1. The Moonstone by Wilkie Collins (1868): This is for sure my all-time favorite detective novel (not that I have read very many) that was so much fun to read. A very well-written page-turner full of colorful characters that you shouldn't pass up.
2. White Noise by Don DeLillo (1985): Still my favorite DeLillo, if you are going to read one book about the 20th century, I think this one should be it.
3. Disgrace by JM Coetzee (1993): This one is pretty dark but if you can make your way through, it's worth it. At it's core, it examines race relations in post-apartheid South Africa.
4. The Time Traveler's Wife by Audrey Niffenegger (2004): Confession: I have read this book three times and I love it even more with each read. It is a romance novel with a dose a sci-fi, but still smart and and I love it. It will always be a book that I won't hesitate to pick up and reread when I need a good love story in my life.
5. A Long Way Gone: Memoirs of A Boy Soldier by Ishmael Beah (2007): This is a truly heart-breaking read that examines a subject I feel is important for those removed from it to learn about: child soldiers in Sierra Leone.
6. The Mill on the Floss by George Eliot (1860): This is my all-time favorite bildungsroman (yes I like it more than Jane Eyre) and if you are interested in Eliot I think this is a great place to state.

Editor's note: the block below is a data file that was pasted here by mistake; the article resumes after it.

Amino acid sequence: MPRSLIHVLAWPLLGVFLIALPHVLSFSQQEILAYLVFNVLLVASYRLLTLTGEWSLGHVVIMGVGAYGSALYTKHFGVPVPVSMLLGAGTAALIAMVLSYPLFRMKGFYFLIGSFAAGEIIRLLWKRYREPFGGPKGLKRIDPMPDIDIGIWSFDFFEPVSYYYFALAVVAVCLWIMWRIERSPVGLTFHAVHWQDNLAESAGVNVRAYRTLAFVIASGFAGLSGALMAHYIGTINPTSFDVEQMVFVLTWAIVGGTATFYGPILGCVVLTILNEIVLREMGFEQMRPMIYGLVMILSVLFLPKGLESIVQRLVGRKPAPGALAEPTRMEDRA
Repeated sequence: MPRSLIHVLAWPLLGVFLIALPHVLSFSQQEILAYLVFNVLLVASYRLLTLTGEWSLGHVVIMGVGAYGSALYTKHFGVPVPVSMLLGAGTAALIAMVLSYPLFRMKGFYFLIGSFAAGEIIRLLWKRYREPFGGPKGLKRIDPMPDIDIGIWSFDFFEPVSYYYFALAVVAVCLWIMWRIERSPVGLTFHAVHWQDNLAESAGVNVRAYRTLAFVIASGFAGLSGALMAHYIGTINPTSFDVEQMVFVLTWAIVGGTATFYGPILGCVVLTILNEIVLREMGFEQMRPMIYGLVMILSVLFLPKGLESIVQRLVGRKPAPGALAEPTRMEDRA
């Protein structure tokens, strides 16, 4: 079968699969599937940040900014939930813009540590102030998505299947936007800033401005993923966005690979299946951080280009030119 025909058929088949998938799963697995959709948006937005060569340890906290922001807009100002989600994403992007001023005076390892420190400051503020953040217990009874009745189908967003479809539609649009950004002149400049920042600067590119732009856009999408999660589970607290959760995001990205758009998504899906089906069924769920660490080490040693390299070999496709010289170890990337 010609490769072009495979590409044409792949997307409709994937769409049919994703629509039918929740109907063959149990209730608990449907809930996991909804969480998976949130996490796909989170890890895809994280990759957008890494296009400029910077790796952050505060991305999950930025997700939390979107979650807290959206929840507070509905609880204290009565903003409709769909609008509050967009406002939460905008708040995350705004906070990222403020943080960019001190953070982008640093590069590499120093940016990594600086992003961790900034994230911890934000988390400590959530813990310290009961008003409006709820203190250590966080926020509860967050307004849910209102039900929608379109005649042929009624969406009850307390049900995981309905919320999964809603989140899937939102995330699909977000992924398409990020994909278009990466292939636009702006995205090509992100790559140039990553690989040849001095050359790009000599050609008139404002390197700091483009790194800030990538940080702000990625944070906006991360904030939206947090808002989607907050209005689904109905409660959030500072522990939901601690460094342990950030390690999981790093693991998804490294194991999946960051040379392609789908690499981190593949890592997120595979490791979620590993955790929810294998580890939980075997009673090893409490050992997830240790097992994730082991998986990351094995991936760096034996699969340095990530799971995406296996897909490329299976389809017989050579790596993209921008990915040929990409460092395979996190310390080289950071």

7. The Stuff of Thought: Language as a Window Into Human Nature by Steven Pinker (2007): I think this is the most interesting of Pinker's books I have read. He combines his vast knowledge of language and human behavior to examine what the words we use say about ourselves.
8. Alphabet Juice by Roy Blount Jr (2009): This is a hysterical and intelligent look into specific words in our ever-changing vocabulary. It reads like an amusing dictionary. If you are a nerd about words, this is for you.
9. The Adventures of Huckleberry Finn by Mark Twain (1884): A children's classic that I read as an adult, this novel is about the nature of freedom and the meaning of human connections.